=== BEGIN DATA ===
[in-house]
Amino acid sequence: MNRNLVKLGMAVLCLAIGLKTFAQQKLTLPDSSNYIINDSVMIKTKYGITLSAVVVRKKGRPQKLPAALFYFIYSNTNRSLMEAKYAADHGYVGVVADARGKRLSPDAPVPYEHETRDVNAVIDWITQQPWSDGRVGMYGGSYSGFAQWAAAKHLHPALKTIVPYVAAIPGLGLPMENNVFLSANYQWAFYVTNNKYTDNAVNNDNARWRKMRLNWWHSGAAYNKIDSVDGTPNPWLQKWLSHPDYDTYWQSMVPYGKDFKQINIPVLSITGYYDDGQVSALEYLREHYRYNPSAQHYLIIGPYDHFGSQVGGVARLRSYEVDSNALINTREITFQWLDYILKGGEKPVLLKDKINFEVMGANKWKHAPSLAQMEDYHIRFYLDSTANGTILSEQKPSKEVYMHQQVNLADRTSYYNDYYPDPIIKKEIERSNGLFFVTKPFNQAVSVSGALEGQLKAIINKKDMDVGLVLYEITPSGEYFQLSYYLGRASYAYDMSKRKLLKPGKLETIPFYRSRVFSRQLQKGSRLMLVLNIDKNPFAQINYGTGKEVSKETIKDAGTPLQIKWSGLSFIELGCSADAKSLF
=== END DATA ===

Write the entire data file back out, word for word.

[in-house]
Amino acid sequence: MNRNLVKLGMAVLCLAIGLKTFAQQKLTLPDSSNYIINDSVMIKTKYGITLSAVVVRKKGRPQKLPAALFYFIYSNTNRSLMEAKYAADHGYVGVVADARGKRLSPDAPVPYEHETRDVNAVIDWITQQPWSDGRVGMYGGSYSGFAQWAAAKHLHPALKTIVPYVAAIPGLGLPMENNVFLSANYQWAFYVTNNKYTDNAVNNDNARWRKMRLNWWHSGAAYNKIDSVDGTPNPWLQKWLSHPDYDTYWQSMVPYGKDFKQINIPVLSITGYYDDGQVSALEYLREHYRYNPSAQHYLIIGPYDHFGSQVGGVARLRSYEVDSNALINTREITFQWLDYILKGGEKPVLLKDKINFEVMGANKWKHAPSLAQMEDYHIRFYLDSTANGTILSEQKPSKEVYMHQQVNLADRTSYYNDYYPDPIIKKEIERSNGLFFVTKPFNQAVSVSGALEGQLKAIINKKDMDVGLVLYEITPSGEYFQLSYYLGRASYAYDMSKRKLLKPGKLETIPFYRSRVFSRQLQKGSRLMLVLNIDKNPFAQINYGTGKEVSKETIKDAGTPLQIKWSGLSFIELGCSADAKSLF